Let’s Talk Burnout.
Not crash and burn, but the slow fade burnout that happens over time; sneaking up on us, catching us off guard, and leaving us surprised at our lack of resilience in moments that historically would have been, at worst, tolerable, and at best, an opportunity to practice inspired leadership.
Burnout is in the ethos. And even if you feel exempt from it, you’re not.
How so? Let’s pretend for a moment that you are personally insulated from burnout. Unless you are a solopreneur who has figured out how to animate your great work while also living a hermitic life isolated from other humans, your impact is impacted by a system.
Because you are part of a human system.
A company. A team. A family. A circle of yoga-loving, outdoors addicts who share a passion for nerding out on how to make the world a better place. (Oh wait… that’s me). But you get the point.
And in case my point sailed over your feet while in a headstand on your mat, let’s tease it out succinctly. Our impact is alchemized with the impact of others. Our best? Blended with the best of others. Our big, audacious goals? Well… this thing we call work is a team sport.
Let’s weave in our original topic: burnout.
Gallup reported in June of 2021 that 74% of folks reported experiencing burnout currently or in recent memory.
Quick napkin math: If you lead a team or own a company, multiply the total number of people in your sphere of influence by .74. Compare that number to the number of people who have talked to you about their burnout.
My safe bet guess is less than 10%. Why? Because burnout feels clinical, weak, and an ailment of poor performers so people bury it. And leaders typically aren’t intentional about creating the spaciousness and intimacy required for someone to speak truthfully about what scares, worries, or exposes them.
When do we learn about a colleague’s burnout? When it’s reached the peak stage of the crash and burn.
But if 74% are experiencing some level of burnout and almost 1 in 2 report they are looking for new job opportunities, what might we extrapolate about the passion, creativity, and drive on our team? The napkin math on that equals YIKES.
Here are 6 things you can do to support your colleagues (I know, I know… you’re asking for “a friend.”)
- Create time: Intentionally create the environment that fosters people feeling safe and supported enough to express how they are truly feeling. Avoid pushing, filling the silence, and giving advice.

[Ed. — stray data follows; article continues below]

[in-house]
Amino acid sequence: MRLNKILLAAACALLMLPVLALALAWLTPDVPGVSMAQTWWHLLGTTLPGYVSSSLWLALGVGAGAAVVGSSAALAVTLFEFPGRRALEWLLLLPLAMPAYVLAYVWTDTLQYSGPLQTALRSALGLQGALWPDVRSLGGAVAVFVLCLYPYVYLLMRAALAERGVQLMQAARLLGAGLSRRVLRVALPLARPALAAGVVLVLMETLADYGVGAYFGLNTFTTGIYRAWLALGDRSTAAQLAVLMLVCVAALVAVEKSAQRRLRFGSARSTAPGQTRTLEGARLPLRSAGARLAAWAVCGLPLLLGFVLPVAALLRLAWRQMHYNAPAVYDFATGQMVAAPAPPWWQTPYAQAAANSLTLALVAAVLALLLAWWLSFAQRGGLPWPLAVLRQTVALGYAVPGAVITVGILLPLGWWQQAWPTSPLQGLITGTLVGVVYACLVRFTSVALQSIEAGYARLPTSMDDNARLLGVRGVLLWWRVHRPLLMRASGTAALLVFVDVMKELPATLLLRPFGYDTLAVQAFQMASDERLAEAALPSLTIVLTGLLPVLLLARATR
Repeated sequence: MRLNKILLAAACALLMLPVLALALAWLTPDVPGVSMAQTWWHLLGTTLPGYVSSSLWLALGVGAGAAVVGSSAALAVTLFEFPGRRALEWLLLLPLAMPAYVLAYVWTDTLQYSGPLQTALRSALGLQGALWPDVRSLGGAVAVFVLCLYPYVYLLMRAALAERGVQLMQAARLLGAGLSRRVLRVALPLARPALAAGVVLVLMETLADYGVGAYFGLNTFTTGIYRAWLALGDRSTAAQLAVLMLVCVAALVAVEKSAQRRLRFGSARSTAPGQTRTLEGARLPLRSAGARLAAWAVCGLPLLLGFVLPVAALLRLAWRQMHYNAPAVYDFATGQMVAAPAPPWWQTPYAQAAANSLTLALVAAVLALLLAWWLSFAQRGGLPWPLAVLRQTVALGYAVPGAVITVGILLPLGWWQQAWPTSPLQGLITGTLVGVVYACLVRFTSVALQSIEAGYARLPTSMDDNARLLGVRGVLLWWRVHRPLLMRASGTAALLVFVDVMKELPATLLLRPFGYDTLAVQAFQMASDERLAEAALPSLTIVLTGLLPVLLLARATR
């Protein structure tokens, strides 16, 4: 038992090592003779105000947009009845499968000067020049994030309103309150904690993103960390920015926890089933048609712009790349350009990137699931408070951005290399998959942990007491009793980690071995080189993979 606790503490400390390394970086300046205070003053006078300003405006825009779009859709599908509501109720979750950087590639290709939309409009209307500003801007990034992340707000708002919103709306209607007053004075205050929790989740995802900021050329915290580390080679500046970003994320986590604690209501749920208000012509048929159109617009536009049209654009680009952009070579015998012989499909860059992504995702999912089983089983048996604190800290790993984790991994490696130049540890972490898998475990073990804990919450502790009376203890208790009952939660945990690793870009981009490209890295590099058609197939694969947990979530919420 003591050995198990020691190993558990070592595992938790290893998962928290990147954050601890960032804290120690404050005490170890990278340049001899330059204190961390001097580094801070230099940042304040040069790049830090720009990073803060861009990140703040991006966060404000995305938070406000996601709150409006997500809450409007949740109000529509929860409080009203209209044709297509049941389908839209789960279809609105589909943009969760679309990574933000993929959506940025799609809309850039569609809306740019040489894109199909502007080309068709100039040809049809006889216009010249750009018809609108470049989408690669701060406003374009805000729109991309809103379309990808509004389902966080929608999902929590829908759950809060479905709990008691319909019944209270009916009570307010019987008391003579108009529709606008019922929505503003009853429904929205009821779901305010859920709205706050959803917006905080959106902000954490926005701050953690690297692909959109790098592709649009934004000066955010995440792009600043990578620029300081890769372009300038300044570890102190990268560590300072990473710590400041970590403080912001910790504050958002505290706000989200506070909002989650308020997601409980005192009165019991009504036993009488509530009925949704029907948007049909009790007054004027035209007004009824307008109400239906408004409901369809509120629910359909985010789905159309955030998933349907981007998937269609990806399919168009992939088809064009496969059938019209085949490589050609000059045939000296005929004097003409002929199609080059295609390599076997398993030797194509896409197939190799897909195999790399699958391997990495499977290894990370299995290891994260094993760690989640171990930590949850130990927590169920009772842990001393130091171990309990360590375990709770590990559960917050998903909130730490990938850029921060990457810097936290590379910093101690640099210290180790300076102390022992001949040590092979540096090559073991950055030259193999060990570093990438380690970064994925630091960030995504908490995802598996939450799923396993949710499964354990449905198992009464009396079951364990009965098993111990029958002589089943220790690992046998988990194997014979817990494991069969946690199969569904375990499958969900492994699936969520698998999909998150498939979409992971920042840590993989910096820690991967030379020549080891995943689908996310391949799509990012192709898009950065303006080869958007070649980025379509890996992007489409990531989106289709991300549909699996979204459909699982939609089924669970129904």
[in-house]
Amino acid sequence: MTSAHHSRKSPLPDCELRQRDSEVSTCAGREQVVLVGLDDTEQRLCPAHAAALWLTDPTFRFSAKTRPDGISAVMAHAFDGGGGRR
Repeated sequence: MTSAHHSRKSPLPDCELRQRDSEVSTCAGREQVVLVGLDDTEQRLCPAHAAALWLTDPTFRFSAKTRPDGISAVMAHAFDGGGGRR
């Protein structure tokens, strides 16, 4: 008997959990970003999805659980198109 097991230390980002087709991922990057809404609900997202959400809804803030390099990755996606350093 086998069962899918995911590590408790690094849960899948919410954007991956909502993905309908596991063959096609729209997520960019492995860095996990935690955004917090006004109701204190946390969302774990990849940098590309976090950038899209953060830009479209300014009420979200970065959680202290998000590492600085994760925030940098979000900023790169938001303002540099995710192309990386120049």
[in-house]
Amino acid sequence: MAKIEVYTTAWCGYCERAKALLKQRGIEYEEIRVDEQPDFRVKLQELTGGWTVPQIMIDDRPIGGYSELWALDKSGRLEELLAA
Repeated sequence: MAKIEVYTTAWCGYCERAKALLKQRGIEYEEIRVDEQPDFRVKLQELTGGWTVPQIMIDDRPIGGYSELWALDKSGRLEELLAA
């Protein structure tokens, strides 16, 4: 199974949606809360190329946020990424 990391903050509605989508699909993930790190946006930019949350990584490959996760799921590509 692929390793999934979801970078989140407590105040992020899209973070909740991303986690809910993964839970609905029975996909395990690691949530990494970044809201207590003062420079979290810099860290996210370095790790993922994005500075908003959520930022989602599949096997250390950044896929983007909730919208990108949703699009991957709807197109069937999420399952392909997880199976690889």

- Model vulnerability: Share your experience and/or stories of when you’ve personally struggled.
- Surpass The Typical: Acknowledge how they feel without fixing, and compassionately remind people why their work matters, what is special and unique about what they bring to the table, and how much you appreciate them.
- Clear their barriers: Dig deep to understand what frustrates them, makes their work draining, or creates a disconnect for them. Do something about what they say in a timely manner and check back in. This is a tight cycle: think 2 weeks max.
- Get tactical: Look at the specific factors contributing to their burnout (schedule, kids homeschooling, overzoomed, lack of connection) and collectively with them, engineer new solutions. Again: Prioritize Doing Something.
- Run An Experiment: What’s one thing your colleague would like more of? (sometimes discovered by articulating what they can no longer handle and flipping the coin over). Help them craft a behavioral experiment to groove this desire as a new habit. Examples might be daily meditation or turning off all pings, dings, and rings on devices.
The Grand Teacher of the Pandemic has taught us that there is no “leave your baggage at the door,” “work/life balance,” or “pull yourself up by the bootstraps.”
And if you think you’ve mastered impermeability as a strength, it might be time to revisit the qualities of a leader that cultivate peak performance. If I’ve learned any lesson the hard way it’s that no one truly thrives and has authentic breakthroughs working with someone who doesn’t create space for their humanness by owning their own humanness.
A final caveat: I’m speaking about burnout that drains us; not burnout that cripples us. There are situations in which our best next step is to support someone finding professional support. As leaders, we are not trained or equipped to be therapists, and the greatest gift we can give is to acknowledge our limitations and empower someone to seek out the support they most need.
By the way: Let’s say for a moment that you aren’t asking about handling burnout “for a friend,” and you’re comfortable acknowledging you’re part of the 74% majority…. Go easy on yourself and apply 1 – 6 above to you.
Pema Chodron says that the definition of self-confidence is self gentleness. What a beautiful adage to experiment with.